< a quantity that can be divided into another a whole number of time />

More Neomutt little hacks

August 26, 2022

Some further tips and tricks on Neomutt after my original post. See also my related post on Tmux hacking.

I will probably never regret switching from mu4e to Neomutt two years ago. Chris Wellons did the same apparently. It’s the same keyboard-driven experience, but with all the functionalities you would expect from a mail processor. Moreover, as they use to say:

All mail clients suck. This one just sucks less. — Michael R. Elkins

I spent a lot of time configuring Neomutt to my liking, and to this end I happened to read a lot of blog posts,1 the online documentation and the man pages, dotfiles available on Github, etc. Neomutt is great, but its configuration is harder than it seems because there are tons of options that you need to define carefully. Of course, default options are quite good, but you know when you start tinkering your setup… My previous post explained how I ended up setting my default config. Here are a few additional tricks that I learned along the way.

Finally, some words about my workflow. The main structure of my mailboxes is shown below:


I now use a single account setup because I found that juggling different accounts was kind of not that funny at times. My typical workflow is that every new mail end up in the INBOX, with some automatic filters to move messages from mailing-lists I subscribed to in their respective folders. Mailing digest may be archived manually into the “digests” folder, and I used to use a weird macro to automate this stuff.2 The “archives” folder is an all-in-one archive of all the messages I received since around 2006 (Gmail time, remember?). It held more than 45K messages at some point, but I did a drastic pruning a few years ago so that now there are just about fifteen thousand messages, which is more manageable, even for Neomutt. I have some handful macros that help keeps the digests and mailing folders clean: one macro allows to delete all message older than a certain amount of days, while another macro is used to mark all messages as read.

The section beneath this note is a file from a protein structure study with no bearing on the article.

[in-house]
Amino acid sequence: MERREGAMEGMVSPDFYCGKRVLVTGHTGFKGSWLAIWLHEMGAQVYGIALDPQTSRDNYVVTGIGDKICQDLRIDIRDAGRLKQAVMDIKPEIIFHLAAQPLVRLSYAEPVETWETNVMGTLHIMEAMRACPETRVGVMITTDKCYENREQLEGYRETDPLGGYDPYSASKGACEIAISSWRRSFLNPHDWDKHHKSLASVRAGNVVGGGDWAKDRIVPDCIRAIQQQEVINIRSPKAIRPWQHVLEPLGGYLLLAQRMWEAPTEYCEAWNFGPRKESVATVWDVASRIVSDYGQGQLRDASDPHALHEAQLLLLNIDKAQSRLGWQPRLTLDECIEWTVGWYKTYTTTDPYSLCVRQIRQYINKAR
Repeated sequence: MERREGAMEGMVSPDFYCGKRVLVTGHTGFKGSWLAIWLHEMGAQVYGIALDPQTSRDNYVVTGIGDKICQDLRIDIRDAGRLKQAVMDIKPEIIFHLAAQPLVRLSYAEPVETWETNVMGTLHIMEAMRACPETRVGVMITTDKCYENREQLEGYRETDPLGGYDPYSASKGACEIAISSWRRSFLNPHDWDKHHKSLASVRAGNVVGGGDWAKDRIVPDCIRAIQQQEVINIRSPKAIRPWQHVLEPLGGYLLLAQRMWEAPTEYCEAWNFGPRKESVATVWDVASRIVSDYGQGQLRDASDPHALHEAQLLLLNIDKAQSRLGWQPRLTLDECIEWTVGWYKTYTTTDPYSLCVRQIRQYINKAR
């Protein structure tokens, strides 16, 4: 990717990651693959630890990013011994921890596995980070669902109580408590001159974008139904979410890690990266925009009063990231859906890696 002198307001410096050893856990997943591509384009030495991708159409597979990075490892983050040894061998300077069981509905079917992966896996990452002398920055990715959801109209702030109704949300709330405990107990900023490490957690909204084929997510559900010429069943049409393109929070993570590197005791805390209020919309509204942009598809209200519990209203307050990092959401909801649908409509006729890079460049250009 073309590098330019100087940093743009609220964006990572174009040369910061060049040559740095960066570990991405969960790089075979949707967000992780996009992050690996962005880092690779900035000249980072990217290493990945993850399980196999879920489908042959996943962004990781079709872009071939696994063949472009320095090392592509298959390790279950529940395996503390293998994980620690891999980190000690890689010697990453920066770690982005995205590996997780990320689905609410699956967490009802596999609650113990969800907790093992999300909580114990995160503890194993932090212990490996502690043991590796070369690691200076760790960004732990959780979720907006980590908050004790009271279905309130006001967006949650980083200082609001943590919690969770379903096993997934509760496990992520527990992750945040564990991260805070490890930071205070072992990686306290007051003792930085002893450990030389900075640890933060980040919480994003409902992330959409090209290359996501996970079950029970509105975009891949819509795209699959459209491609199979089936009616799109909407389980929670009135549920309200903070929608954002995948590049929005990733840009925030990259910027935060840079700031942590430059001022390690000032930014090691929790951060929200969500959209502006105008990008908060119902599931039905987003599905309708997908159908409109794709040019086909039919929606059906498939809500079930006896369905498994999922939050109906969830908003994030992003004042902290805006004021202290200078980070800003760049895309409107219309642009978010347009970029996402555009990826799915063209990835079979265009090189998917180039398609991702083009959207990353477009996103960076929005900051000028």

macro index <Esc>x "<tag-pattern>~d >6m<enter><tag-prefix-cond><delete-message>" "delete old messages"
macro index \Cx "T~U<enter><tag-prefix><clear-flag>N<untag-pattern>.<enter>" "mark all messages as read"

TIL some Vim keybindings are defined in /usr/share/doc/neomutt/vim-keys/vim-keys.rc. Unfortunately, there’s not much to see except some bindings for moving around, scrolling and managing threads (sort of).

♪ Maxence Cyrin • As the Darkness Falls

  1. I may even have missed Steve Losh’s excellent blog post at some point. ↩︎

  2. Example of a weird macro, that I converted to more manageable folder hooks a while ago:

    macro index <Esc>s \
      "Tr-devel-request<enter><tag-prefix-cond><save-message>=digests<enter><end-cond> \<enter><tag-prefix-cond><save-message>=digests<enter><end-cond> \
      Tnumpy-discussion-request<enter><tag-prefix-cond><save-message>=digests<enter><end-cond> \
      Tscipy-dev-request<enter><tag-prefix-cond><save-message>=digests<enter><end-cond> \

See Also

» Migrating to Systemd » Starship » Of signals and trap » More Tmux little hacks » Rhythmbox